Can you qualify for disability benefits with this condition?
Whether or not you qualify for disability and, as a result, are approved for disability benefits will depend entirely on the information obtained from your medical records. This includes whatever statements may have been obtained from your treating physician (a doctor who has a history of treating your condition and is, therefore, qualified to comment as to your condition and prognosis).
It will also depend on the information obtained from your vocational, or work, history if you are an adult, or academic records if you are a minor-age child. The important thing to keep in mind is that the social security administration does not award benefits based on simply having a condition, but, instead, will base an approval or denial on the extent to which a condition causes functional limitations. Functional limitations can be great enough to make work activity not possible (or, for a child, make it impossible to engage in age-appropriate activities).
Why are so many disability cases lost at the disability application and reconsideration appeal levels?
Speaking as a former Disability Claims Examiner, I can state that there are several reasons:
1) Social Security makes no attempt to obtain a statement from a claimant's treating physician. By contrast, at the hearing level, a claimant and his or her disability attorney will generally obtain and present this type of statement to a judge;
2) Prior to the hearing level, a claimant will not have the opportunity to explain how their condition limits them, nor will their attorney or representative have the opportunity to make a presentation based on the evidence of the case. At the hearing level, of course, this is exactly what happens. And a number of disability representatives will also take such steps even earlier, at the reconsideration appeal level;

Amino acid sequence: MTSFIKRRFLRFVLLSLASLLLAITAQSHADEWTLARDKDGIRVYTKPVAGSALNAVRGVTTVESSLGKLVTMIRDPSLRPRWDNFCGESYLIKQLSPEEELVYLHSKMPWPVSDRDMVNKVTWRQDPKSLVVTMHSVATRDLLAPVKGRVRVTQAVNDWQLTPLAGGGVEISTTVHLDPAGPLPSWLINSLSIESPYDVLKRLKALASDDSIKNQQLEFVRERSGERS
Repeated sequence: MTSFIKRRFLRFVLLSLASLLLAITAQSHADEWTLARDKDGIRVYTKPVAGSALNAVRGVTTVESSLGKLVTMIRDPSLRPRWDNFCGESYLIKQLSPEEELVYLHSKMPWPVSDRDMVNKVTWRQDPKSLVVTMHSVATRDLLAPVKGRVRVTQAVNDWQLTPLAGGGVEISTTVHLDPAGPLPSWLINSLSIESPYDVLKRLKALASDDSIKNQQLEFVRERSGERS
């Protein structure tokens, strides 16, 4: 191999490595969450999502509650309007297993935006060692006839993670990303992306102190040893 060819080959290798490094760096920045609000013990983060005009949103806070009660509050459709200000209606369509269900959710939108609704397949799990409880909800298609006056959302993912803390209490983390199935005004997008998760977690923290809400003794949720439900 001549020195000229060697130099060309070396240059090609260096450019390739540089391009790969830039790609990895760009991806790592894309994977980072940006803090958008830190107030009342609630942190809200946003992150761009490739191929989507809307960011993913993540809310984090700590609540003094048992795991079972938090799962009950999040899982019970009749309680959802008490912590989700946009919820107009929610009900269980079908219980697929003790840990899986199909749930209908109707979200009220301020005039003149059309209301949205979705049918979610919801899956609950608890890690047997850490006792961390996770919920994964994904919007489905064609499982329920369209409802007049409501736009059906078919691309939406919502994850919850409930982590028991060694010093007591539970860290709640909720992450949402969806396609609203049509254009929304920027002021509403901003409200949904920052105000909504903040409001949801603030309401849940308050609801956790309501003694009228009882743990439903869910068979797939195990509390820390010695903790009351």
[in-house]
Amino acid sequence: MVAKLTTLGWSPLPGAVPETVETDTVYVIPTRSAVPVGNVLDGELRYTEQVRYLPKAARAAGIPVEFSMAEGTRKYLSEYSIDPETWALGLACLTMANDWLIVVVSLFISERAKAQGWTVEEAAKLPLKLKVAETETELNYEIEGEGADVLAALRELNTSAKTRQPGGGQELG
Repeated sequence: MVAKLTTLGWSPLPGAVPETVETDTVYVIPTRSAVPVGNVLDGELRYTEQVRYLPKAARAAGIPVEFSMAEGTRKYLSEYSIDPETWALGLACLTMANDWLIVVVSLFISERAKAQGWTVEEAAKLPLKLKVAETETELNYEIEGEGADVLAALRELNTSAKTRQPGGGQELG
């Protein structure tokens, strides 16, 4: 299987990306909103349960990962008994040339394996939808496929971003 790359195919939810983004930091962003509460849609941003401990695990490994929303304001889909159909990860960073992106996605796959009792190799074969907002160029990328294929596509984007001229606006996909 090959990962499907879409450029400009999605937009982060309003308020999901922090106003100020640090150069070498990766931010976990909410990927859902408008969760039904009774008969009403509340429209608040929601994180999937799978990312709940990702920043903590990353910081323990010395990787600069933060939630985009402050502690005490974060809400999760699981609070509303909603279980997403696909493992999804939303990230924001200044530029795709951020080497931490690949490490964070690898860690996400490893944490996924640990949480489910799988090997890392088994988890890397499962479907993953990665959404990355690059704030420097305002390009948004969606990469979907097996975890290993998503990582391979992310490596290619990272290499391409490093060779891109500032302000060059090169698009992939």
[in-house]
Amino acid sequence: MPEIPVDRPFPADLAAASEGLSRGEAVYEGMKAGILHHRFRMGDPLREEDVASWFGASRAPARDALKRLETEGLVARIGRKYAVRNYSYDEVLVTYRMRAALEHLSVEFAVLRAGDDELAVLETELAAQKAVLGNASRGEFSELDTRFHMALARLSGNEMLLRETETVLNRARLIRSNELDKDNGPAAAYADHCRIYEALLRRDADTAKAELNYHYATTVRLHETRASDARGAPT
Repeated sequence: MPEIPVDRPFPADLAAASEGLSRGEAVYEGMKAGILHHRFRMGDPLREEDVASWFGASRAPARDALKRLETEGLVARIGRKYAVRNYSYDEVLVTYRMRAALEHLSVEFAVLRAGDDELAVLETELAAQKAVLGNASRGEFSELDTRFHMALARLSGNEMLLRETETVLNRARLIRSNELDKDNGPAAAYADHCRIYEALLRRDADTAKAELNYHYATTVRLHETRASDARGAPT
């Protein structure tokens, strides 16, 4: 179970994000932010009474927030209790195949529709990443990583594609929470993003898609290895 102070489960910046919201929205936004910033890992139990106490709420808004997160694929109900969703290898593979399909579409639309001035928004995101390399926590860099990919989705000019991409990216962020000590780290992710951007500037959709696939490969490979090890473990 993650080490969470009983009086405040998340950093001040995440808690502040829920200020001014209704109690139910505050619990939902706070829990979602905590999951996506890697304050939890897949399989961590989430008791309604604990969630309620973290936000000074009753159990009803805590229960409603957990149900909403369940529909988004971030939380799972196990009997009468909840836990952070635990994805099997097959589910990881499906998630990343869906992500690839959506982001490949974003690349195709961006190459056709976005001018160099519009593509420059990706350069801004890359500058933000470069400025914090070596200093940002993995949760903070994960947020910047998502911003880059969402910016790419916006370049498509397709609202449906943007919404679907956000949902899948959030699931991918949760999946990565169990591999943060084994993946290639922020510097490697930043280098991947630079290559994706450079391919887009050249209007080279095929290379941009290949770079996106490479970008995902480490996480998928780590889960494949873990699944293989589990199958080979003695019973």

3) Disability judges, unlike disability examiners who decides cases at the first two levels of the system, can make independent decisions without being overturned by immediate supervisors--which happens frequently.
Return to: SSDRC, or the Questions, Answers, Tips, and Advice page
Topics and Questions
SSD and SSI are Federal Programs
The title II Social Security Disability and title 16 SSI Disability programs operate under federal guidelines and, therefore, the program requirements--medical and non-medical--apply to all states:
Alabama, Alaska, Arizona, Arkansas, California, Colorado, Connecticut, Delaware, Florida, Georgia, Hawaii, Idaho, Indiana, Illinois, Iowa, Kansas, Kentucky, Louisiana, Maine, Maryland, Massachusetts, Michigan, Minnesota, Mississippi, Missouri, Montana, Nebraska, Nevada, New Hampshire, New Jersey, New Mexico, New York, North Carolina, North Dakota, Ohio, Oklahoma, Oregon, Pennsylvania, Rhode Island, South Carolina, South Dakota, Tennessee, Texas, Utah, Vermont, Virginia, Washington, West Virginia, Wisconsin, Wyoming
Recent approval and denial statistics for various states can be viewed here:
Social Security Disability, SSI Approval and Denial Statistics by state
Special Section: Disability Lawyers and unnecessary claim denials